1. If you watched the World Series, Mastercard ran a number of commercials about Apple Pay. Expect much more as we approach the holiday shopping season.

        On the other hand, CurrentC is planning a Stoogeathon at your local movie theater next weekend…

      2. Apple needs to take advantage of Christmas shoppers. If I have a choice to purchase products from two stores that are similar, and one takes ApplePay and one doesn’t, which one do you think is going to get my business?

        I went to Wendy’s the other day, and asked if they took ApplePay, the people there were unfamiliar with it. Coincidently, when checking my email later that day, I got an email from Wendy’s informing me that they indeed except ApplePay.

        It’s going to take time for people to familiarize themselves with which companies except it and who doesn’t. A wise retailer should be doing all they can to educate their staff as well as informing the public they except ApplePay.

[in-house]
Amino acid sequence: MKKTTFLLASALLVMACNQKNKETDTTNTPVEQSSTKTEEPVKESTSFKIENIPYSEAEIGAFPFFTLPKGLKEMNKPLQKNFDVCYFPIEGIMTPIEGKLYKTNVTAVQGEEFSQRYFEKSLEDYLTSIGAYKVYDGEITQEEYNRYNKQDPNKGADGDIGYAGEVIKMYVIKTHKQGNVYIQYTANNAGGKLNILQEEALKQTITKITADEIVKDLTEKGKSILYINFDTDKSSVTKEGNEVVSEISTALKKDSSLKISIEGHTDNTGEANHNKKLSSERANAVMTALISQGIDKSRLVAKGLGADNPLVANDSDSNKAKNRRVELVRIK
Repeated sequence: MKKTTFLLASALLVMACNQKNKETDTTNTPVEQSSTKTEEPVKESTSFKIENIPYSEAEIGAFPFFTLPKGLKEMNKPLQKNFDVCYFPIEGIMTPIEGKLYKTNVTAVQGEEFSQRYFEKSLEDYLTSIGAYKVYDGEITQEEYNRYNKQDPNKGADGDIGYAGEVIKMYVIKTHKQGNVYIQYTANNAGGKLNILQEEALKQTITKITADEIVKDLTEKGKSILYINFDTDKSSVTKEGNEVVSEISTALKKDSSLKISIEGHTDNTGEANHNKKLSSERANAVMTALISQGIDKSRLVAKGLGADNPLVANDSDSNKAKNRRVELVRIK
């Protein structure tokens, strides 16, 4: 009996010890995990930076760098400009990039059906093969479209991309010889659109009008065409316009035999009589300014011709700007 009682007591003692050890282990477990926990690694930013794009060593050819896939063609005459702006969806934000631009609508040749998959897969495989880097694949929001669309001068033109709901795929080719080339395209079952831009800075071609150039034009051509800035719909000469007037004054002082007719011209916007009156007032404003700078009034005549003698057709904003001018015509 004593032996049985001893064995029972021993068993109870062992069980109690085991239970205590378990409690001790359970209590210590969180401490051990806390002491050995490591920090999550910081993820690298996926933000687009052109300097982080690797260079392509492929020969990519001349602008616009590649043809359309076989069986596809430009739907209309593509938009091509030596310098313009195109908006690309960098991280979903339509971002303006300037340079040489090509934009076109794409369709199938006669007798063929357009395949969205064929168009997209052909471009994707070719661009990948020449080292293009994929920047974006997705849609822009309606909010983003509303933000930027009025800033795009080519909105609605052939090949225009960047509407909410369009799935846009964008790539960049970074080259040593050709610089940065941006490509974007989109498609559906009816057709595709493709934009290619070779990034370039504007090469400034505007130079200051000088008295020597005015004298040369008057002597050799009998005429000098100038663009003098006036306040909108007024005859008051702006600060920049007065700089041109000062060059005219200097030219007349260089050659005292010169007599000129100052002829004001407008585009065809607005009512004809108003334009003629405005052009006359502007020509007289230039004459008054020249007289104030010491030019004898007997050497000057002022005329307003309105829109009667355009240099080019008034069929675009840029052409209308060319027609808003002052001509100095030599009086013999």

It’s like a magnet that can pull in potential shoppers. I can’t see how Apple can lose this battle. It’s such a huge win win for retailers and consumers.

  3. A committee-designed data acquisition system wants you to provide your bank account number, SSAN and drivers license number for input into one location that is in no way accountable to you or controllable by you. What could possibly go wrong? What, you say, it already has?

    Two choices here, play or don’t play. Since the consortium players all still take credit and debit cards, if I need them I can use that. This looks like a game with NO upside for the MCX members (As if merchants could exchange customers anyway. These guys poisoned their own mindset when they chose their name. We still get to choose.)